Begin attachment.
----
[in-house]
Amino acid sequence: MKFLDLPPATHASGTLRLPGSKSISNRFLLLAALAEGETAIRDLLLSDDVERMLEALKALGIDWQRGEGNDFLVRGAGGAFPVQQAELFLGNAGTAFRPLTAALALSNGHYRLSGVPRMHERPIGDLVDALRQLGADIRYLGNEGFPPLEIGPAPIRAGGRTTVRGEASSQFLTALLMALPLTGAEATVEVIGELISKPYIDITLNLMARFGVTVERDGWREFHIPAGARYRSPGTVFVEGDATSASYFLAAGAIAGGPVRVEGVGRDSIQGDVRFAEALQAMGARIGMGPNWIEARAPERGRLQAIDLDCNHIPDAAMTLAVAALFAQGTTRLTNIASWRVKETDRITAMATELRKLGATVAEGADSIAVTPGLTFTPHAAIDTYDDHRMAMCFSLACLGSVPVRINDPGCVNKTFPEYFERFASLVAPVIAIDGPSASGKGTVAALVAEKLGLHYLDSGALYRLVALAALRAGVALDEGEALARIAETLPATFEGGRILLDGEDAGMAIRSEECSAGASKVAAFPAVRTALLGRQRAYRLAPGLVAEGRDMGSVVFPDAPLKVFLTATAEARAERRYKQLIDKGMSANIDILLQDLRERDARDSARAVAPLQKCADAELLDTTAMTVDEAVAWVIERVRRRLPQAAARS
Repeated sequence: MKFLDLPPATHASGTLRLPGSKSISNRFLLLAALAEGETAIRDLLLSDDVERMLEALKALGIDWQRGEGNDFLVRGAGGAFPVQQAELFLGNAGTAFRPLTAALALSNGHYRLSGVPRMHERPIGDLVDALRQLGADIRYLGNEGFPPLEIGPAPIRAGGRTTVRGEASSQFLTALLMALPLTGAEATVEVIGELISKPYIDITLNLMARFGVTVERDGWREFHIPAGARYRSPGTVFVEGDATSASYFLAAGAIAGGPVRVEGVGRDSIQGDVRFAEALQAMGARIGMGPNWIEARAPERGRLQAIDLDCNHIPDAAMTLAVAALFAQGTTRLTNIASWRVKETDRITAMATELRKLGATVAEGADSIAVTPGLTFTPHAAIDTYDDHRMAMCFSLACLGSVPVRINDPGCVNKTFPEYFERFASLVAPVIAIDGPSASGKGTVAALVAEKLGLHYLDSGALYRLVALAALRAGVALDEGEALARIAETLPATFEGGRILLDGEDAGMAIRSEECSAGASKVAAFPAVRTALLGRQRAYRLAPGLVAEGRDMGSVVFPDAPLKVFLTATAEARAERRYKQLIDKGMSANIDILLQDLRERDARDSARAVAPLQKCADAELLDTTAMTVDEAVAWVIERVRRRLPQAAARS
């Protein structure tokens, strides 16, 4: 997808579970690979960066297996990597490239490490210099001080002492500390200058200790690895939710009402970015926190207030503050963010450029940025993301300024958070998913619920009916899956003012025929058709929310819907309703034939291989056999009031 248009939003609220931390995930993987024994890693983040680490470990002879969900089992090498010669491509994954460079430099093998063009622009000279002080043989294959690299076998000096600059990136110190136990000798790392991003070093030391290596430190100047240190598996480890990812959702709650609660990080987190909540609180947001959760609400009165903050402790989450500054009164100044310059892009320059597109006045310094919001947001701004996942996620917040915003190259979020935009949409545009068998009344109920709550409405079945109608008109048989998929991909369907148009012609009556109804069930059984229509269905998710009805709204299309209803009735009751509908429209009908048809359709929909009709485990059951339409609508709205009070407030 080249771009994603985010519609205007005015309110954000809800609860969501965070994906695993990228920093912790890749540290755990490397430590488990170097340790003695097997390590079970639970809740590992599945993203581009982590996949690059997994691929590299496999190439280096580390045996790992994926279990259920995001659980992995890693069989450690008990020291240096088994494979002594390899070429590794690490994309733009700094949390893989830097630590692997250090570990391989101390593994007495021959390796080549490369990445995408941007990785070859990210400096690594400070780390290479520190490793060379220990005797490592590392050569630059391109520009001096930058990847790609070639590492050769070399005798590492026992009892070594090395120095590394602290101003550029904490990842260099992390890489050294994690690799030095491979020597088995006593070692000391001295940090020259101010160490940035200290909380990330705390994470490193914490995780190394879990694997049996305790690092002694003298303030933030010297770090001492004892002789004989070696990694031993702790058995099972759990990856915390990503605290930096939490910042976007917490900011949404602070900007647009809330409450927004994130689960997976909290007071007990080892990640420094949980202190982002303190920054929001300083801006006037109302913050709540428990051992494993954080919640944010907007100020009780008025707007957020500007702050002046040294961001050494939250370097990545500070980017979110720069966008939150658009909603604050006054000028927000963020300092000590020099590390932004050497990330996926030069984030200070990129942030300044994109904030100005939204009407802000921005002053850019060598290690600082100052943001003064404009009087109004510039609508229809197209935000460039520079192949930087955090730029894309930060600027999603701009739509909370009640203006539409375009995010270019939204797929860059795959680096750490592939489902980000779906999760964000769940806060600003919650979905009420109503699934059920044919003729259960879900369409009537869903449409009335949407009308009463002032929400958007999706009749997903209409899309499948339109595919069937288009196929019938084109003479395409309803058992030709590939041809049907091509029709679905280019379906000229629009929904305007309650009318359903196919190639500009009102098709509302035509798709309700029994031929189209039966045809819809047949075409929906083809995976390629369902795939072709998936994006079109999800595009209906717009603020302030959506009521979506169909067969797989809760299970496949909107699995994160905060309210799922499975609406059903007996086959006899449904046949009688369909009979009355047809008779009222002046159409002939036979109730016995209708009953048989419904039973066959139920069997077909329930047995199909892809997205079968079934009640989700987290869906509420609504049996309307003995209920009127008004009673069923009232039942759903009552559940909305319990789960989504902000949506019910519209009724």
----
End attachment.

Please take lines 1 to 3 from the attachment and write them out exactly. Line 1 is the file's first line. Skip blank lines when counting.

[in-house]
Amino acid sequence: MKFLDLPPATHASGTLRLPGSKSISNRFLLLAALAEGETAIRDLLLSDDVERMLEALKALGIDWQRGEGNDFLVRGAGGAFPVQQAELFLGNAGTAFRPLTAALALSNGHYRLSGVPRMHERPIGDLVDALRQLGADIRYLGNEGFPPLEIGPAPIRAGGRTTVRGEASSQFLTALLMALPLTGAEATVEVIGELISKPYIDITLNLMARFGVTVERDGWREFHIPAGARYRSPGTVFVEGDATSASYFLAAGAIAGGPVRVEGVGRDSIQGDVRFAEALQAMGARIGMGPNWIEARAPERGRLQAIDLDCNHIPDAAMTLAVAALFAQGTTRLTNIASWRVKETDRITAMATELRKLGATVAEGADSIAVTPGLTFTPHAAIDTYDDHRMAMCFSLACLGSVPVRINDPGCVNKTFPEYFERFASLVAPVIAIDGPSASGKGTVAALVAEKLGLHYLDSGALYRLVALAALRAGVALDEGEALARIAETLPATFEGGRILLDGEDAGMAIRSEECSAGASKVAAFPAVRTALLGRQRAYRLAPGLVAEGRDMGSVVFPDAPLKVFLTATAEARAERRYKQLIDKGMSANIDILLQDLRERDARDSARAVAPLQKCADAELLDTTAMTVDEAVAWVIERVRRRLPQAAARS
Repeated sequence: MKFLDLPPATHASGTLRLPGSKSISNRFLLLAALAEGETAIRDLLLSDDVERMLEALKALGIDWQRGEGNDFLVRGAGGAFPVQQAELFLGNAGTAFRPLTAALALSNGHYRLSGVPRMHERPIGDLVDALRQLGADIRYLGNEGFPPLEIGPAPIRAGGRTTVRGEASSQFLTALLMALPLTGAEATVEVIGELISKPYIDITLNLMARFGVTVERDGWREFHIPAGARYRSPGTVFVEGDATSASYFLAAGAIAGGPVRVEGVGRDSIQGDVRFAEALQAMGARIGMGPNWIEARAPERGRLQAIDLDCNHIPDAAMTLAVAALFAQGTTRLTNIASWRVKETDRITAMATELRKLGATVAEGADSIAVTPGLTFTPHAAIDTYDDHRMAMCFSLACLGSVPVRINDPGCVNKTFPEYFERFASLVAPVIAIDGPSASGKGTVAALVAEKLGLHYLDSGALYRLVALAALRAGVALDEGEALARIAETLPATFEGGRILLDGEDAGMAIRSEECSAGASKVAAFPAVRTALLGRQRAYRLAPGLVAEGRDMGSVVFPDAPLKVFLTATAEARAERRYKQLIDKGMSANIDILLQDLRERDARDSARAVAPLQKCADAELLDTTAMTVDEAVAWVIERVRRRLPQAAARS